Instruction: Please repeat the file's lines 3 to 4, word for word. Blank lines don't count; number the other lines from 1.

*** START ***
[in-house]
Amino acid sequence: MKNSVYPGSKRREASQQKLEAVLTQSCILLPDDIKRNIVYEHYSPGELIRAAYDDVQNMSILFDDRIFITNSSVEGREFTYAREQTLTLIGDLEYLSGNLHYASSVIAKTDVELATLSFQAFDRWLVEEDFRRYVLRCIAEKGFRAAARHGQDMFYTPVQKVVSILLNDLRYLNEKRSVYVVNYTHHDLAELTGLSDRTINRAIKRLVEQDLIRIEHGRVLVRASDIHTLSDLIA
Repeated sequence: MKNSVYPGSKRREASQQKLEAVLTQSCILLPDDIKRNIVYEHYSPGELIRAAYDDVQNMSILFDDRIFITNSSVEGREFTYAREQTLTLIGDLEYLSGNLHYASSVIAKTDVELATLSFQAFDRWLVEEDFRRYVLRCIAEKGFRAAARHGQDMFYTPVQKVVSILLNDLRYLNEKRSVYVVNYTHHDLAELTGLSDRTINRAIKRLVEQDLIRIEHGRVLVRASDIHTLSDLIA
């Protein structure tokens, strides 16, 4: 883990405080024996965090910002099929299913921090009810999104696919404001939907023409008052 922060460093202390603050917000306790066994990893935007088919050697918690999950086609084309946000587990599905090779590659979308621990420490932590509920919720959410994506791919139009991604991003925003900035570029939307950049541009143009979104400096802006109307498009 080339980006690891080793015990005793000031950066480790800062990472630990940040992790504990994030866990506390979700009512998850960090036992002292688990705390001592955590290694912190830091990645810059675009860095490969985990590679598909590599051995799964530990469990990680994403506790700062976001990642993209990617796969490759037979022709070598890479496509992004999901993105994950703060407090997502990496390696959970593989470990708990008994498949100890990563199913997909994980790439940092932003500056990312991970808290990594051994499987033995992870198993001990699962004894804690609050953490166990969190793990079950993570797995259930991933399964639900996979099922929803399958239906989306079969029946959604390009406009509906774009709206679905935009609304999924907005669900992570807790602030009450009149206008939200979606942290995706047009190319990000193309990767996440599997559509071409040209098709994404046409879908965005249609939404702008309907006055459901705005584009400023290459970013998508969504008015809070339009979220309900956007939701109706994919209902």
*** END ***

Repeated sequence: MKNSVYPGSKRREASQQKLEAVLTQSCILLPDDIKRNIVYEHYSPGELIRAAYDDVQNMSILFDDRIFITNSSVEGREFTYAREQTLTLIGDLEYLSGNLHYASSVIAKTDVELATLSFQAFDRWLVEEDFRRYVLRCIAEKGFRAAARHGQDMFYTPVQKVVSILLNDLRYLNEKRSVYVVNYTHHDLAELTGLSDRTINRAIKRLVEQDLIRIEHGRVLVRASDIHTLSDLIA
């Protein structure tokens, strides 16, 4: 883990405080024996965090910002099929299913921090009810999104696919404001939907023409008052 922060460093202390603050917000306790066994990893935007088919050697918690999950086609084309946000587990599905090779590659979308621990420490932590509920919720959410994506791919139009991604991003925003900035570029939307950049541009143009979104400096802006109307498009 080339980006690891080793015990005793000031950066480790800062990472630990940040992790504990994030866990506390979700009512998850960090036992002292688990705390001592955590290694912190830091990645810059675009860095490969985990590679598909590599051995799964530990469990990680994403506790700062976001990642993209990617796969490759037979022709070598890479496509992004999901993105994950703060407090997502990496390696959970593989470990708990008994498949100890990563199913997909994980790439940092932003500056990312991970808290990594051994499987033995992870198993001990699962004894804690609050953490166990969190793990079950993570797995259930991933399964639900996979099922929803399958239906989306079969029946959604390009406009509906774009709206679905935009609304999924907005669900992570807790602030009450009149206008939200979606942290995706047009190319990000193309990767996440599997559509071409040209098709994404046409879908965005249609939404702008309907006055459901705005584009400023290459970013998508969504008015809070339009979220309900956007939701109706994919209902």